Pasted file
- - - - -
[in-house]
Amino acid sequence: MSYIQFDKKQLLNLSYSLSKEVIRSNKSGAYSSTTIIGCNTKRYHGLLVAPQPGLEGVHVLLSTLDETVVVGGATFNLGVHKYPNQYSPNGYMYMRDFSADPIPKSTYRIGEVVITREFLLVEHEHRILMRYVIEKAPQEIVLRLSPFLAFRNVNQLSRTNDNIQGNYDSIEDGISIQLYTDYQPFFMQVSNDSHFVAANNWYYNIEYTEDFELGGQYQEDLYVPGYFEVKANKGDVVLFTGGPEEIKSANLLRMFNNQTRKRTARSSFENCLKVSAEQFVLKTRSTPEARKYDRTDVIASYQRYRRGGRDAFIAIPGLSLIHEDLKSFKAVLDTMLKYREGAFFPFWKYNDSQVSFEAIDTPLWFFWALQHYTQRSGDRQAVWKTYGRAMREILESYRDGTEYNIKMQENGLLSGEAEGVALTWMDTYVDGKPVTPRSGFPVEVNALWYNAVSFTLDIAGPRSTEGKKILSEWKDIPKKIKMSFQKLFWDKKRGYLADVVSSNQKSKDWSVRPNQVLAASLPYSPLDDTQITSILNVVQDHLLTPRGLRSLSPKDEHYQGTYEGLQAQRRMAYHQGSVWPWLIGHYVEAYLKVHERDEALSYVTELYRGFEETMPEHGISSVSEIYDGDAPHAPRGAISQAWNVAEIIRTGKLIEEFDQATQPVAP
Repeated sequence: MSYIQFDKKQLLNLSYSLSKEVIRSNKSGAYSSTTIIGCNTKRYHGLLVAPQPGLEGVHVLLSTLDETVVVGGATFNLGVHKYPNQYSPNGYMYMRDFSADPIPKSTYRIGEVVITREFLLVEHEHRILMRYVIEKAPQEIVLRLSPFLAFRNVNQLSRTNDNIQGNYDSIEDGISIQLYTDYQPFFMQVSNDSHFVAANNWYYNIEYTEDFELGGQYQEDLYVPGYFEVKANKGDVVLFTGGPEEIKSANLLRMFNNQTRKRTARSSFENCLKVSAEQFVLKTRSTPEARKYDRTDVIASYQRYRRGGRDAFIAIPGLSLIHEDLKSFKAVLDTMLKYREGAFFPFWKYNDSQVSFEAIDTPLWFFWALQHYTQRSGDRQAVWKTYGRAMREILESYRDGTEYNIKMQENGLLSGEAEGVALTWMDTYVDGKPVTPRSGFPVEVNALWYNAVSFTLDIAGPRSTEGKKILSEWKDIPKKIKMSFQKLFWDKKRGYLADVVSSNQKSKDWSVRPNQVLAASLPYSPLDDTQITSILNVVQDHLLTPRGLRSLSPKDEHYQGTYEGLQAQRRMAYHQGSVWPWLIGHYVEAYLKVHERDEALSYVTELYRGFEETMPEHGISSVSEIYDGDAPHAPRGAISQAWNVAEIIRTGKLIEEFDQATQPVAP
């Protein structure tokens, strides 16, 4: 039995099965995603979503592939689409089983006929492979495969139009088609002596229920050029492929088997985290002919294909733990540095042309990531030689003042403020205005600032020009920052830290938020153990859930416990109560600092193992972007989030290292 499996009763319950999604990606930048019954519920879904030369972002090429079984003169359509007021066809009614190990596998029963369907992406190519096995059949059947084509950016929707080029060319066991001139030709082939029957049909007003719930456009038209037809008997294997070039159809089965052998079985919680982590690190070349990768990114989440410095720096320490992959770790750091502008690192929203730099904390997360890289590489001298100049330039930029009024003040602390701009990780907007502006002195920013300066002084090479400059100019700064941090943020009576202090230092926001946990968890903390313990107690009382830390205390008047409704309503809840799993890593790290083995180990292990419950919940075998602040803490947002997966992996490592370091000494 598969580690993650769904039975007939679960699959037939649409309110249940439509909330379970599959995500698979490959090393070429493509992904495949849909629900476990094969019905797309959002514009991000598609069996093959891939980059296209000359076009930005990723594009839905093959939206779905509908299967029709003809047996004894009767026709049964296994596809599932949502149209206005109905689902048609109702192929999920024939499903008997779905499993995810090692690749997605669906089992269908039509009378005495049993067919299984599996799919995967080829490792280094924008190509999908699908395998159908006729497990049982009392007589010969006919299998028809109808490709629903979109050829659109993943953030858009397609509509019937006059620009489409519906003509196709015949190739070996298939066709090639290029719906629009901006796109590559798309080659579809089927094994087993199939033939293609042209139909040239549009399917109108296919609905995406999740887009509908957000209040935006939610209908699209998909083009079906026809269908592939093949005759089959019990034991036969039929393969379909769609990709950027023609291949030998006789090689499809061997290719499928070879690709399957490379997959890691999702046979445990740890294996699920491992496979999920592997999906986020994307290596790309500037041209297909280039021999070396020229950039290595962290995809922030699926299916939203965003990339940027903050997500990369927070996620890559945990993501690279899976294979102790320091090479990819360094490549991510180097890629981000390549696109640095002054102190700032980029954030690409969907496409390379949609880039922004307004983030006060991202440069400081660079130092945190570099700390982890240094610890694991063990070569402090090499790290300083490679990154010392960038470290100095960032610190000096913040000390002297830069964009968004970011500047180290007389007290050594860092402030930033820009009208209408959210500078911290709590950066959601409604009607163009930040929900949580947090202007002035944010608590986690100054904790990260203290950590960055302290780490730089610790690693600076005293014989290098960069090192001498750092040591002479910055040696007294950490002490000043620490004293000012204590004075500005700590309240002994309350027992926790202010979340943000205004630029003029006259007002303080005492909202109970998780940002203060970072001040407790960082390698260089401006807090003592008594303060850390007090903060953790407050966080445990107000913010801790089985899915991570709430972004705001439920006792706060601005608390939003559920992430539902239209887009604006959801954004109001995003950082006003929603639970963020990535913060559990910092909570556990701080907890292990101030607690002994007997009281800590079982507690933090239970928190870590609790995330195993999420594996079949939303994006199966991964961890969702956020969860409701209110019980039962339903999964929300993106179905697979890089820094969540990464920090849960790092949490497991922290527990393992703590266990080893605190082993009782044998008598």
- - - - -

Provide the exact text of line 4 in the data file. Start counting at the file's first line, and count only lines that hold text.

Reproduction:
């Protein structure tokens, strides 16, 4: 039995099965995603979503592939689409089983006929492979495969139009088609002596229920050029492929088997985290002919294909733990540095042309990531030689003042403020205005600032020009920052830290938020153990859930416990109560600092193992972007989030290292 499996009763319950999604990606930048019954519920879904030369972002090429079984003169359509007021066809009614190990596998029963369907992406190519096995059949059947084509950016929707080029060319066991001139030709082939029957049909007003719930456009038209037809008997294997070039159809089965052998079985919680982590690190070349990768990114989440410095720096320490992959770790750091502008690192929203730099904390997360890289590489001298100049330039930029009024003040602390701009990780907007502006002195920013300066002084090479400059100019700064941090943020009576202090230092926001946990968890903390313990107690009382830390205390008047409704309503809840799993890593790290083995180990292990419950919940075998602040803490947002997966992996490592370091000494 598969580690993650769904039975007939679960699959037939649409309110249940439509909330379970599959995500698979490959090393070429493509992904495949849909629900476990094969019905797309959002514009991000598609069996093959891939980059296209000359076009930005990723594009839905093959939206779905509908299967029709003809047996004894009767026709049964296994596809599932949502149209206005109905689902048609109702192929999920024939499903008997779905499993995810090692690749997605669906089992269908039509009378005495049993067919299984599996799919995967080829490792280094924008190509999908699908395998159908006729497990049982009392007589010969006919299998028809109808490709629903979109050829659109993943953030858009397609509509019937006059620009489409519906003509196709015949190739070996298939066709090639290029719906629009901006796109590559798309080659579809089927094994087993199939033939293609042209139909040239549009399917109108296919609905995406999740887009509908957000209040935006939610209908699209998909083009079906026809269908592939093949005759089959019990034991036969039929393969379909769609990709950027023609291949030998006789090689499809061997290719499928070879690709399957490379997959890691999702046979445990740890294996699920491992496979999920592997999906986020994307290596790309500037041209297909280039021999070396020229950039290595962290995809922030699926299916939203965003990339940027903050997500990369927070996620890559945990993501690279899976294979102790320091090479990819360094490549991510180097890629981000390549696109640095002054102190700032980029954030690409969907496409390379949609880039922004307004983030006060991202440069400081660079130092945190570099700390982890240094610890694991063990070569402090090499790290300083490679990154010392960038470290100095960032610190000096913040000390002297830069964009968004970011500047180290007389007290050594860092402030930033820009009208209408959210500078911290709590950066959601409604009607163009930040929900949580947090202007002035944010608590986690100054904790990260203290950590960055302290780490730089610790690693600076005293014989290098960069090192001498750092040591002479910055040696007294950490002490000043620490004293000012204590004075500005700590309240002994309350027992926790202010979340943000205004630029003029006259007002303080005492909202109970998780940002203060970072001040407790960082390698260089401006807090003592008594303060850390007090903060953790407050966080445990107000913010801790089985899915991570709430972004705001439920006792706060601005608390939003559920992430539902239209887009604006959801954004109001995003950082006003929603639970963020990535913060559990910092909570556990701080907890292990101030607690002994007997009281800590079982507690933090239970928190870590609790995330195993999420594996079949939303994006199966991964961890969702956020969860409701209110019980039962339903999964929300993106179905697979890089820094969540990464920090849960790092949490497991922290527990393992703590266990080893605190082993009782044998008598």